I’ve been reading The Worm at the Core: On the Role of Death in Life (New York, Random House. 2015) by Sheldon Solomon, Jeff Greenberg, and Tom Pyszcynski. It’s a book I strongly recommend for book clubs, church discussion groups, and anyone trying to get a handle on the whole death thing.
The authors are psychologists who, inspired by cultural anthropologist Ernst Becker, have been working together for more than thirty years to develop a theory of the “terror management” that, they argue, each of us must employ in order to survive, What is the source of our terror? The gnawing fear of death that we acquire as children and that lasts throughout our lives.
Like all living creatures, humans will do just about anything to stay alive, but evolution has made us self-aware. With that awareness comes the knowledge that we will ultimately die no matter what we do — hence, our terror. If humankind had let that terror overwhelm us, we would have been at an evolutionary dead end, unable to hunt for food or take risks and launch new ventures for fear we might be killed.
One of our coping tools has been religion, and particularly a belief in the soul. This has helped us convince ourselves that in some sense we will never die. Another tactic is to identify with institutions that seem immortal, such as the church, the state, or our alma mater. We research our ancestry and cultivate strong families to give ourselves a sense that we are part of an undying chain of being. We go to great lengths to appear youthful for as long as we possibly can. We seek wealth so that others will respect us as particularly important people. We engage in risky but enjoyable or exhilarating behavior to distract our minds from death. On the more positive side, we play our expected roles as dutiful children, good parents, and wise elders in order to affirm to ourselves that we are valued members of an ongoing society.
Self esteem is our most important coping tool, and we try constantly to strengthen it to keep that gnawing terror at bay. Some of us seek literal immortality by believing in an afterlife. Others settle for symbolic immortality through our achievements, as well as through the fond memories we hope others will hold of us and the good reputation that we try to leave behind.
The authors don’t conclude from all of this that life and striving are meaningless. Far from it. Instead, they encourage us to do those things that can stave off the terror and help us get through life. It’s a good thing to build self esteem in positive ways, such as giving to charity. It’s OK to seek transcendence by expressing ourselves in art, participating in rituals, or enjoying nature.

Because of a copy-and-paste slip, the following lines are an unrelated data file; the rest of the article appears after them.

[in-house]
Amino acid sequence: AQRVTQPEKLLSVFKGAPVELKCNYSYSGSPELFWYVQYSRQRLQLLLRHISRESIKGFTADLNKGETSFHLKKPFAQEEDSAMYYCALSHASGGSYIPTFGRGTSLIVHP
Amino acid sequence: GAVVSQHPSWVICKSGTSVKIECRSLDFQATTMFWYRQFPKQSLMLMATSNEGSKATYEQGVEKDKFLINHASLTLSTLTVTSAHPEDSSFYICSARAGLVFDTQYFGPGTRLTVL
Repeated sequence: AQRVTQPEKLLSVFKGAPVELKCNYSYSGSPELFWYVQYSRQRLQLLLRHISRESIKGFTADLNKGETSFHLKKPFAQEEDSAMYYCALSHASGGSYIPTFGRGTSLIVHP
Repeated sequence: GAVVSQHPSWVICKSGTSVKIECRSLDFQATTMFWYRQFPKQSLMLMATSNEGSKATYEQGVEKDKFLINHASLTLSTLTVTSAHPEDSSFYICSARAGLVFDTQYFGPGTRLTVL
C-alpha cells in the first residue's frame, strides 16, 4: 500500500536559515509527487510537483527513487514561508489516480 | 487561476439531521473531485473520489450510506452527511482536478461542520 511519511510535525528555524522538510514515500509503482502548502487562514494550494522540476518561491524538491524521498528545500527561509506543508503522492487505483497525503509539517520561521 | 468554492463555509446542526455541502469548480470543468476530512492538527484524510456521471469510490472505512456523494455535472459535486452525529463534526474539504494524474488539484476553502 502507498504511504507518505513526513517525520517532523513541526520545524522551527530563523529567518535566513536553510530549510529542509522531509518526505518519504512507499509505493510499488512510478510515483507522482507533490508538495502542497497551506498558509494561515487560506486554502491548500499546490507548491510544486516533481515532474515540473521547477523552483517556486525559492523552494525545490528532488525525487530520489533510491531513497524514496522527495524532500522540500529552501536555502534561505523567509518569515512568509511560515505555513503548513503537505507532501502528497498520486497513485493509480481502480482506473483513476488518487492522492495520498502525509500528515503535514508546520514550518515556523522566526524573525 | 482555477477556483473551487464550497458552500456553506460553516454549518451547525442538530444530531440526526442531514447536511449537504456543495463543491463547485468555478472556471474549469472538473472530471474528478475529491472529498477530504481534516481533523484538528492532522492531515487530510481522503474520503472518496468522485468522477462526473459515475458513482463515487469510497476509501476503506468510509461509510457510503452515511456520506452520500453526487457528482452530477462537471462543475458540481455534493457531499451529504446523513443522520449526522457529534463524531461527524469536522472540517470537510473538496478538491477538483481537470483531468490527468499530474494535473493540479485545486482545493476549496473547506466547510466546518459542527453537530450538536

There is a danger in our coping mechanisms, however. In seeking transcendence by identifying with our culture and our nation, we can be tempted to exert our will over other people and other cultures. In order to affirm ourselves and our ways of doing things, we may try to humiliate those who don’t think and act as we do. (Anyone reminded of Germany and Greece here?) If we can force millions to believe and act as we do, then we must be right. Our coping mechanisms can themselves lead to death, as the martyrs of our time confirm through their suicide slaughters. In fact, in a world with thousands of nuclear weapons, coping mechanisms gone awry could threaten the survival of our species. But we are a species uniquely skilled at finding solutions to problems, and the authors conclude on the hopeful note that since we now understand this one, we can solve it.
Read this book. It’s bound to make you think. And if you read it as part of a group, it’s bound to provoke discussion.
Here are just three favorite quotes.
“Forced to choose, most would agree with Woody Allen that literal immortality is preferable: ‘I don’t want to achieve immortality through my work. I want to achieve it through not dying.”
“Being ‘comfortably numb,’ from drugs and alcohol is a great way to banish death thoughts from consciousness, but not so great for staying healthy and alive.”
“Come to terms with death. Really grasp that being mortal, while terrifying, can also make our lives sublime by infusing us with courage, compassion, and concern for future generations. Seek enduring significance through your own combination of meanings and values, social connections, spirituality, personal accomplishments, identifications with nature, and momentary experiences of transcendence. Promote cultural worldviews that provide such paths while encouraging tolerance of uncertainty and others who harbor different beliefs.”